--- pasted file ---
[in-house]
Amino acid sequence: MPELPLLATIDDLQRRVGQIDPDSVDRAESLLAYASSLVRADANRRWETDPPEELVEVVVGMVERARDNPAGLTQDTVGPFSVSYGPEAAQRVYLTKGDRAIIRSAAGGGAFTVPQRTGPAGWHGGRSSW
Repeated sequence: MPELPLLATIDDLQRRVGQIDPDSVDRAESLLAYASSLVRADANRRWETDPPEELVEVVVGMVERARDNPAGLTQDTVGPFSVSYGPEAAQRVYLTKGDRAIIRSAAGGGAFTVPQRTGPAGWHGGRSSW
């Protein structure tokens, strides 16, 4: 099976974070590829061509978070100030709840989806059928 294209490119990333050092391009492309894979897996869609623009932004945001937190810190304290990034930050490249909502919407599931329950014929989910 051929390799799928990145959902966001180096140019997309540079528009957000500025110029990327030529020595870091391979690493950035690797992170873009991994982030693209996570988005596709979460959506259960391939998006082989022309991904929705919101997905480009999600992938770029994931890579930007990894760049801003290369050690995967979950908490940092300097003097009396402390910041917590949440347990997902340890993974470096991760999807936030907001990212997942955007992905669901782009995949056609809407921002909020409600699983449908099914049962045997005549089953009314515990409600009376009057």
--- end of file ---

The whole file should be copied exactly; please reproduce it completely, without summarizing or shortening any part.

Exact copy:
[in-house]
Amino acid sequence: MPELPLLATIDDLQRRVGQIDPDSVDRAESLLAYASSLVRADANRRWETDPPEELVEVVVGMVERARDNPAGLTQDTVGPFSVSYGPEAAQRVYLTKGDRAIIRSAAGGGAFTVPQRTGPAGWHGGRSSW
Repeated sequence: MPELPLLATIDDLQRRVGQIDPDSVDRAESLLAYASSLVRADANRRWETDPPEELVEVVVGMVERARDNPAGLTQDTVGPFSVSYGPEAAQRVYLTKGDRAIIRSAAGGGAFTVPQRTGPAGWHGGRSSW
């Protein structure tokens, strides 16, 4: 099976974070590829061509978070100030709840989806059928 294209490119990333050092391009492309894979897996869609623009932004945001937190810190304290990034930050490249909502919407599931329950014929989910 051929390799799928990145959902966001180096140019997309540079528009957000500025110029990327030529020595870091391979690493950035690797992170873009991994982030693209996570988005596709979460959506259960391939998006082989022309991904929705919101997905480009999600992938770029994931890579930007990894760049801003290369050690995967979950908490940092300097003097009396402390910041917590949440347990997902340890993974470096991760999807936030907001990212997942955007992905669901782009995949056609809407921002909020409600699983449908099914049962045997005549089953009314515990409600009376009057």